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India: Break silence on sexual abuse, film tells kids

Publish Date: 08 Jun 2011
Source: The Times of India
By: Ambika Pandit

NEW DELHI: Children living in slums and studying in government schools will soon be introduced to 'Chuppi Todo'- a campaign against child sexual abuse. Empowering the child with the "rules of touch", the campaign calls upon kids to break their silence, prevent and protect themselves and others from sexual abuse.

The short films and television spots titled 'Chuppi Todo' unravel the dangers that make both boys and girls vulnerable to sexual abuse. Simplifying the complexities of the problem for the child, the film brings out the difference between the safe touch and unsafe touch through a mime act.  

"While there is widespread acknowledgement that child sexual abuse is rampant, we choose to sweep it under the carpet. People need to speak up and confront the offender"

'Chuppi Todo' revolves around the day to day life of children at home, in parks, on the bus stop and in the neighbourhood. It tells them not to accept any sweets or gifts from strangers on the street on the way back from school. In a sensitive portrayal, it touches upon the problems of incest and asks children to share their feelings with their parents if any relative touches them in a way that makes them uncomfortable.

"Kuch acha nahin lage to naa kehna seekho.(If you don't like something learn to say no.) Mummy ko batao, papa ko batao (Tell your mother, tell your father)," the actors assert. The message is clear that the children must break their silence. It shows the impact of awareness through the character of Chhaya, a girl who empowered with this information protects herself from situations where she faces strangers who try to abuse her.

The first phase of the campaign to be led by NGOs will be conducted under the supervision of Delhi Commission for Protection of Child Rights. "The campaign seeks to reach out to about two lakh children in Delhi. Issues related to child sexual abuse, awareness among children and community towards safe and unsafe touch, reporting and response will be addressed through screening of 'Chuppi Todo' and the television spots. It aims to train various stakeholders including parents, children, police, media and teachers. We will also reach out to the general public through cable television," Vijay Rai, from Plan India which is supporting the campaign said.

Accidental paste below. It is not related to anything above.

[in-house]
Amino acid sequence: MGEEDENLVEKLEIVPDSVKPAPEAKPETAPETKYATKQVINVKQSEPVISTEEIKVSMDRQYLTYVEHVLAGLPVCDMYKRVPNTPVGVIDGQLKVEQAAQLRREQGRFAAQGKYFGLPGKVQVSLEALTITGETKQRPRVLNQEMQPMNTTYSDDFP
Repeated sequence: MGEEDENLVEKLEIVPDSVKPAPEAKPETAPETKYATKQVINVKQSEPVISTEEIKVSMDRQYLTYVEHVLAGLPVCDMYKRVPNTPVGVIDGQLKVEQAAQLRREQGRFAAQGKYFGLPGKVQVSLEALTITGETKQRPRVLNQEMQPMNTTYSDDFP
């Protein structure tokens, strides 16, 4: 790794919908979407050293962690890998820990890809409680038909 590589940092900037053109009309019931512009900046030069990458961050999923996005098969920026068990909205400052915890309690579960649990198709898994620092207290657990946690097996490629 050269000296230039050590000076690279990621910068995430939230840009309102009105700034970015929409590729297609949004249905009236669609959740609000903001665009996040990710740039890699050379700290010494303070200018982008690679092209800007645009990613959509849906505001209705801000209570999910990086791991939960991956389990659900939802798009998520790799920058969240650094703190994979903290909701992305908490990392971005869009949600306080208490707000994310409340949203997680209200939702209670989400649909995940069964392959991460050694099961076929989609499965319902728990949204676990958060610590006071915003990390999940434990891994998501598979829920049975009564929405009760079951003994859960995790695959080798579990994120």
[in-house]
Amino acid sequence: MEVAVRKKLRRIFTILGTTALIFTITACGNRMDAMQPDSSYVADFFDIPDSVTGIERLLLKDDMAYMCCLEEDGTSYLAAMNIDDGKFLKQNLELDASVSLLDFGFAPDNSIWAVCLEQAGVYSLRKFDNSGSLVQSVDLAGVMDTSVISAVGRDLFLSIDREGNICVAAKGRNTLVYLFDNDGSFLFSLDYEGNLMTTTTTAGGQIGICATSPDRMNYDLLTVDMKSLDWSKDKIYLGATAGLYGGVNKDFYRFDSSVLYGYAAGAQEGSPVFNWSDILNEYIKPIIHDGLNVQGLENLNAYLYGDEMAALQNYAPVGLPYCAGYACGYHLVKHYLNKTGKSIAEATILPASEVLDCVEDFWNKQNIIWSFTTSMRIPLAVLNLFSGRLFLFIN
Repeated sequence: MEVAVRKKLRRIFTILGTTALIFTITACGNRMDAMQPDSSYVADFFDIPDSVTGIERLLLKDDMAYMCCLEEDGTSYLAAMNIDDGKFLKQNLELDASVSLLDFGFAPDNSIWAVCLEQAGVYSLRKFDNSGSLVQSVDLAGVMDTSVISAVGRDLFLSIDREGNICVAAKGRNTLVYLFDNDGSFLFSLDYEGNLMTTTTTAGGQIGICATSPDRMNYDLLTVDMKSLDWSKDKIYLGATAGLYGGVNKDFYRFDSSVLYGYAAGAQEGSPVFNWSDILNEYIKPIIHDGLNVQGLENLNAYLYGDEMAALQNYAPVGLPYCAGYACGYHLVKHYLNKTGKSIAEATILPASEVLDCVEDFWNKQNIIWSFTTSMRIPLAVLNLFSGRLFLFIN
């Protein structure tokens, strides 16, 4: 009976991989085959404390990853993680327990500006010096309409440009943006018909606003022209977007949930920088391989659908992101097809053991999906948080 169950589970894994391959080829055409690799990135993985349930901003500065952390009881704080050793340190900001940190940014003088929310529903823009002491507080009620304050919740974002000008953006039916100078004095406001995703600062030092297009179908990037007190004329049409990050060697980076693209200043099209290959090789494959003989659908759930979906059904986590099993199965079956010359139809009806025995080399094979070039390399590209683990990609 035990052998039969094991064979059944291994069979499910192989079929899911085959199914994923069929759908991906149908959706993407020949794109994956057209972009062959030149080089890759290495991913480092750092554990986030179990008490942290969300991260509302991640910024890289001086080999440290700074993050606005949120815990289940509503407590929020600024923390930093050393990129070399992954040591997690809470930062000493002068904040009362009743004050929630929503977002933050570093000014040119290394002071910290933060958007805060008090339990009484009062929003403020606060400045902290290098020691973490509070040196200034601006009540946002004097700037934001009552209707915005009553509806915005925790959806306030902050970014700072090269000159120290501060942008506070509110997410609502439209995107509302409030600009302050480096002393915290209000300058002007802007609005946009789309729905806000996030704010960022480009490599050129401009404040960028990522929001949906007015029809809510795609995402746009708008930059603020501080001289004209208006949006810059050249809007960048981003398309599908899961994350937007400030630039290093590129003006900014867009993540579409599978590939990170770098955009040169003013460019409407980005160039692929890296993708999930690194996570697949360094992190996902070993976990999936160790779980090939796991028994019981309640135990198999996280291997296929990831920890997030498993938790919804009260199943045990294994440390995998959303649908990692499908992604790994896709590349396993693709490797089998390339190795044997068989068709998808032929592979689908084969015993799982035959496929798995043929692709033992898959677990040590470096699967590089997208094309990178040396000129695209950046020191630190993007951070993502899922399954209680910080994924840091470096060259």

The first national study on child abuse in 2007 by the ministry of women and child shows that 53.22% of the children surveyed across the country reported one or more forms of sexual abuse.

Speaking about the film, Sanjay K Singh, a child rights activist says that the problem of child sexual abuse is more rampant than one thinks and hence needs to be prevented through awareness. "While there is widespread acknowledgement that child sexual abuse is rampant, we choose to sweep it under the carpet. People need to speak up and confront the offender," Singh added.

The first national study on child abuse in 2007 by the ministry of women and child shows that 53.22% of the children surveyed across the country reported one or more forms of sexual abuse. Andhra Pradesh, Assam, Bihar and Delhi reported the highest percentage of sexual abuse among both boys and girls.

Data collected under a study by Tata Institute of Social Science shows that one out of three girls had been sexually abused in childhood. The study revealed that boys were equally vulnerable as the data reflected that one out of 10 boys covered under the survey reported abuse.


Copyright © 2011 Bennett, Coleman & Co. Ltd
http://timesofindia.indiatimes.com/city/delhi/Break-silence-on-sexual-abuse-film-tells-kids/articleshow/8766890.cms
 


Stop Demand makes the following comments - to raise awareness, educate and encourage readers towards critical analysis.

While commendable, campaigns tackling child sex abuse that focus solely on children are strategically limited.  Empowering children is great, provided it does not place the burden of responsibility on kids to prevent their own abuse. 

Let's place responsibility where it belongs.  Sexual violence is overwhelmingly a men's, not a women's or children's, issue.  What is urgently needed are campaigns aimed at men - that challenge male attitudes and beliefs that underpin such widespread rape and abuse.  We need "better" men to rise up and challenge their fellow men.  Sexual violence shatters lives.  We need men to stop it!

"The world's leading WMD (weapon of mass destruction)?  The misused penis." 
- Denise Ritchie, Stop Demand Foundation